How liberal arts matters

The idea that a liberal arts education is better for a software developer than a traditional engineering education is increasingly in vogue.

This is convenient for me, as I received a liberal arts education: I went to the College of William and Mary 1, where I started out an English major and then pivoted to Marketing and Computer Science. (I joke that this was a move borne of cynicism, not pragmatism.)

I’ve long held the belief that the skills I picked up in British Literature and Race, Rhetoric and Poetry improved my capabilities as a software developer much more than, say, Principles of Programming Languages or Software Engineering. It’s nice to see people come around to my way of thinking!

Well, sort of.

Here’s an example of an article extolling the virtues of liberal arts:

It’s very simple. A well-­rounded liberal arts degree establishes a foundation of critical thinking. Critical thinkers can accomplish anything. Critical thinkers can master French, Ruby on Rails, Python or whatever future language comes their way. A critical thinker is a self­-learning machine that is not constrained by memorizing commands or syntax.

This is… not very substantive, and kind of dismissive to all sides. Liberal arts majors are not better critical thinkers than STEM majors; “critical thinking” is such a broad and undefinable skill that it’s practically meaningless.

People often extol the virtues of “soft skills” that liberal arts-educated engineers bring to the table (implicitly contrasting with the “hard skills” that traditional engineers bring). This is more accurate than saying “liberal arts majors are better thinkers”, but it’s still reductive: without defining these specific skills, how can we accurately value them, let alone teach them?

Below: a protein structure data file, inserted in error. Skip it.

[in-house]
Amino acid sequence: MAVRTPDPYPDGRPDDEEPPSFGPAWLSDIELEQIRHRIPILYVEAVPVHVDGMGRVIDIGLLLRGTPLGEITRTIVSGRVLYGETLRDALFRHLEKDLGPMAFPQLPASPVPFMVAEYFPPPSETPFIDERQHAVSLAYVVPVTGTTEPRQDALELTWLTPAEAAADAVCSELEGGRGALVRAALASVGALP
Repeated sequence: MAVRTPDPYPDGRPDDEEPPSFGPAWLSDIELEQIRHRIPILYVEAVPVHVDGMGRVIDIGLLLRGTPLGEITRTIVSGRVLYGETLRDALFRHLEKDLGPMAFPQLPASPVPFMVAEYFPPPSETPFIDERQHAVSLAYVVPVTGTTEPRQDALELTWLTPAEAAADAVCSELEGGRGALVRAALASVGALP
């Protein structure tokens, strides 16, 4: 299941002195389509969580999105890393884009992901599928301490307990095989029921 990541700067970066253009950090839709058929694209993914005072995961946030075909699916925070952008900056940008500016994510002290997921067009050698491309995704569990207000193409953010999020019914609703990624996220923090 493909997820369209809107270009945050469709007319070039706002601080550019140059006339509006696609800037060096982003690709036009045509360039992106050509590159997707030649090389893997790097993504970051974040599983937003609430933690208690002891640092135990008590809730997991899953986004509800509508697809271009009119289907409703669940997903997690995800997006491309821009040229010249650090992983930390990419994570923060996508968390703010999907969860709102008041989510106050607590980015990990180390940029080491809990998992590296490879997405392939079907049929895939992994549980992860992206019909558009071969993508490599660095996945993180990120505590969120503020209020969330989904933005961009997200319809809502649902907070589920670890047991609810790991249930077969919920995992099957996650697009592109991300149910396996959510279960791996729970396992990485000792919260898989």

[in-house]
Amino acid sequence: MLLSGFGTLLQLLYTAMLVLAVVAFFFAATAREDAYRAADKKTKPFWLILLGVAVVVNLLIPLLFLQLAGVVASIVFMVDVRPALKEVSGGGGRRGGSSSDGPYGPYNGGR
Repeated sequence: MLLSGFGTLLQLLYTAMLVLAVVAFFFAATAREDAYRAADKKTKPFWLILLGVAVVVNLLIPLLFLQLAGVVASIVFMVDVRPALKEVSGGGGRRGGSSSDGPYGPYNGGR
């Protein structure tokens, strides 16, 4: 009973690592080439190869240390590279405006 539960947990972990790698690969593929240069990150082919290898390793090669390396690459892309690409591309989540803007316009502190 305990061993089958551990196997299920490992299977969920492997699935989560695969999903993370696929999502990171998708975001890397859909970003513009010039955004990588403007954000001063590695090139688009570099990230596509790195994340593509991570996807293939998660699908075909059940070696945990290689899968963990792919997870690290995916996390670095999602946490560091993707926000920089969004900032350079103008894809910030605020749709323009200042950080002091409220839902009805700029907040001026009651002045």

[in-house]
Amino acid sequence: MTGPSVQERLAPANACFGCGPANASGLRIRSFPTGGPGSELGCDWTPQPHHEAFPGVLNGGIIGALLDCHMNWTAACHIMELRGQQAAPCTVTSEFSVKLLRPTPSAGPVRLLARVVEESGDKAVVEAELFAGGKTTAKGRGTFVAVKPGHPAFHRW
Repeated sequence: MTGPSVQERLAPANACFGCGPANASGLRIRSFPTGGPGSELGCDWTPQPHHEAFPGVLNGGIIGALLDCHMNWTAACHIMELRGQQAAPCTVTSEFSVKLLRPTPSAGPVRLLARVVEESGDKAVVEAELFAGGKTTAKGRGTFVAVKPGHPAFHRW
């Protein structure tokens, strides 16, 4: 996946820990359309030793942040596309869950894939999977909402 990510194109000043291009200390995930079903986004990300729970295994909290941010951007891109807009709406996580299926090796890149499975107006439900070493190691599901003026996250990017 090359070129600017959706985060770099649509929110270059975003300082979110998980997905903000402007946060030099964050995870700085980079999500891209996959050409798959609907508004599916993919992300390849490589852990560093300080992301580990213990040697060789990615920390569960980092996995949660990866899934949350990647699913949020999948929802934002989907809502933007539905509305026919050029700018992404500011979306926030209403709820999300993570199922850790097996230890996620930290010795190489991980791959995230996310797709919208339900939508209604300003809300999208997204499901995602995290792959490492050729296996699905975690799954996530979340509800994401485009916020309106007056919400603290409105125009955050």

(Plus, I’m an engineer: I like concrete, graspable definitions, not something like soft skills which sounds hand wavy and vaguely dismissive!)

Here are some specific skills I received with my liberal arts education:

And sure, these skills aren’t exclusively gained in a liberal arts education: they’re picked up in any sort of structured learning program. But they’re best picked up for most people in a liberal arts education, and as they become more and more vital to being a successful software developer, it’s important to call them out as opposed to lumping everything that isn’t “writing” code under the umbrella of soft skills.

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Justin Duke is a writer and developer in Seattle.
He likes good, practical things.
(And writing in the third person, I guess.)